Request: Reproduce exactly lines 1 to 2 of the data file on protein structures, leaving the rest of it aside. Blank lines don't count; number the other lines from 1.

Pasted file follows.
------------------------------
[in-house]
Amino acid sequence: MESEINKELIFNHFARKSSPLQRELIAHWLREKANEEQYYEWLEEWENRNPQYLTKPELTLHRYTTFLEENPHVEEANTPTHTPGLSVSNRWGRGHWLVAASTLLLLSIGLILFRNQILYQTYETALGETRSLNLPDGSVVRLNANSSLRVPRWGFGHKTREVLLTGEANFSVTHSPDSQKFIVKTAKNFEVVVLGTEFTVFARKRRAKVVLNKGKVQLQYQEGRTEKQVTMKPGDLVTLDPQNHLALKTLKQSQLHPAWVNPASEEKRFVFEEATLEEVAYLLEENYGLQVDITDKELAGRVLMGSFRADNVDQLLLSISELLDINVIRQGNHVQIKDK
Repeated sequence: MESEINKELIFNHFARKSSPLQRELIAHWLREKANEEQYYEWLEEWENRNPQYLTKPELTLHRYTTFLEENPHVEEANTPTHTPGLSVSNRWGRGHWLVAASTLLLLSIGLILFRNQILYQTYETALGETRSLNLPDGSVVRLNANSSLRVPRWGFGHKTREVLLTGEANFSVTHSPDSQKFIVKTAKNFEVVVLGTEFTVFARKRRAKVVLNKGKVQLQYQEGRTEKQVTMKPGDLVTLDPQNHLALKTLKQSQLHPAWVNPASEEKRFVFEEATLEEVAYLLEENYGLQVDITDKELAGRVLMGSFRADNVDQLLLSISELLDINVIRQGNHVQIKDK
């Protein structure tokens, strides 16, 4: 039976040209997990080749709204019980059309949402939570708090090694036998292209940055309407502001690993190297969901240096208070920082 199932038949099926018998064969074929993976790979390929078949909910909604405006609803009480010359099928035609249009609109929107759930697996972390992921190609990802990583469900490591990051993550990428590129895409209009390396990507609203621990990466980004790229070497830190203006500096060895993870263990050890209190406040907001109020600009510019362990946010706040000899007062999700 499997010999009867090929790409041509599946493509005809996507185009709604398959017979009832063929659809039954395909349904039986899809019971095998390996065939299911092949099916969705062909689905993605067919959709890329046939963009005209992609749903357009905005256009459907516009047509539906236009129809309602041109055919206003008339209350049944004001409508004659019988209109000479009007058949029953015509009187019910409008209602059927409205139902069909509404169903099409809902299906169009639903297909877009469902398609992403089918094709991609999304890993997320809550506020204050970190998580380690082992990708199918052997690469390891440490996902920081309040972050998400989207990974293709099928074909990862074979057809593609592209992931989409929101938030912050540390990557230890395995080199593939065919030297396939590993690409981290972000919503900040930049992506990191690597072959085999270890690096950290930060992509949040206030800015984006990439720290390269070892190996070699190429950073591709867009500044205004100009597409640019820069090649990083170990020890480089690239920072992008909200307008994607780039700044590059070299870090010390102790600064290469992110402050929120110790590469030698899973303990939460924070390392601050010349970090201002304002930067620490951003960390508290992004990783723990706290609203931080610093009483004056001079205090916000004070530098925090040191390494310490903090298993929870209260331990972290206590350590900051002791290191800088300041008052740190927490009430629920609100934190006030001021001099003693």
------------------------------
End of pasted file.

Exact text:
[in-house]
Amino acid sequence: MESEINKELIFNHFARKSSPLQRELIAHWLREKANEEQYYEWLEEWENRNPQYLTKPELTLHRYTTFLEENPHVEEANTPTHTPGLSVSNRWGRGHWLVAASTLLLLSIGLILFRNQILYQTYETALGETRSLNLPDGSVVRLNANSSLRVPRWGFGHKTREVLLTGEANFSVTHSPDSQKFIVKTAKNFEVVVLGTEFTVFARKRRAKVVLNKGKVQLQYQEGRTEKQVTMKPGDLVTLDPQNHLALKTLKQSQLHPAWVNPASEEKRFVFEEATLEEVAYLLEENYGLQVDITDKELAGRVLMGSFRADNVDQLLLSISELLDINVIRQGNHVQIKDK